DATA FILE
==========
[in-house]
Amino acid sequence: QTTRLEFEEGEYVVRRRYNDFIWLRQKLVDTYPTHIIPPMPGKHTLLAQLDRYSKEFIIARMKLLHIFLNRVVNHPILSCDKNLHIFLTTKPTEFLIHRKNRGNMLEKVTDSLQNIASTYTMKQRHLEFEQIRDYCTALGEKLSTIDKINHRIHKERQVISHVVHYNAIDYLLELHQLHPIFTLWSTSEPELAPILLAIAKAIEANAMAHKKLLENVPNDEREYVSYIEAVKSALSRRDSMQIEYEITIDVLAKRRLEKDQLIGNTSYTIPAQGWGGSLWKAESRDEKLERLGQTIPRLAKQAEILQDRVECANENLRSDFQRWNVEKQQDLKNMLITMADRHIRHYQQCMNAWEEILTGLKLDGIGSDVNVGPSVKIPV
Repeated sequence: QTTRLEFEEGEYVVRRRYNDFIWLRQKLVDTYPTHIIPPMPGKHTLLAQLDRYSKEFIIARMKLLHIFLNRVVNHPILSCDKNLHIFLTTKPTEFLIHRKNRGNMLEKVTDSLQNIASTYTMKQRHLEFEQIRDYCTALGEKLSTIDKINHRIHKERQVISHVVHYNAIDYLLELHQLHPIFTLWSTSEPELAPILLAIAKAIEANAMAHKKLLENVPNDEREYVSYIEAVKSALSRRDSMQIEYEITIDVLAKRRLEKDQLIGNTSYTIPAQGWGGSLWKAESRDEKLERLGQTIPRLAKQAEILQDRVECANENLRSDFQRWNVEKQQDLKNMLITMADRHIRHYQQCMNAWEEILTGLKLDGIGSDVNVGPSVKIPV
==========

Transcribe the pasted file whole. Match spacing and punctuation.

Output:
[in-house]
Amino acid sequence: QTTRLEFEEGEYVVRRRYNDFIWLRQKLVDTYPTHIIPPMPGKHTLLAQLDRYSKEFIIARMKLLHIFLNRVVNHPILSCDKNLHIFLTTKPTEFLIHRKNRGNMLEKVTDSLQNIASTYTMKQRHLEFEQIRDYCTALGEKLSTIDKINHRIHKERQVISHVVHYNAIDYLLELHQLHPIFTLWSTSEPELAPILLAIAKAIEANAMAHKKLLENVPNDEREYVSYIEAVKSALSRRDSMQIEYEITIDVLAKRRLEKDQLIGNTSYTIPAQGWGGSLWKAESRDEKLERLGQTIPRLAKQAEILQDRVECANENLRSDFQRWNVEKQQDLKNMLITMADRHIRHYQQCMNAWEEILTGLKLDGIGSDVNVGPSVKIPV
Repeated sequence: QTTRLEFEEGEYVVRRRYNDFIWLRQKLVDTYPTHIIPPMPGKHTLLAQLDRYSKEFIIARMKLLHIFLNRVVNHPILSCDKNLHIFLTTKPTEFLIHRKNRGNMLEKVTDSLQNIASTYTMKQRHLEFEQIRDYCTALGEKLSTIDKINHRIHKERQVISHVVHYNAIDYLLELHQLHPIFTLWSTSEPELAPILLAIAKAIEANAMAHKKLLENVPNDEREYVSYIEAVKSALSRRDSMQIEYEITIDVLAKRRLEKDQLIGNTSYTIPAQGWGGSLWKAESRDEKLERLGQTIPRLAKQAEILQDRVECANENLRSDFQRWNVEKQQDLKNMLITMADRHIRHYQQCMNAWEEILTGLKLDGIGSDVNVGPSVKIPV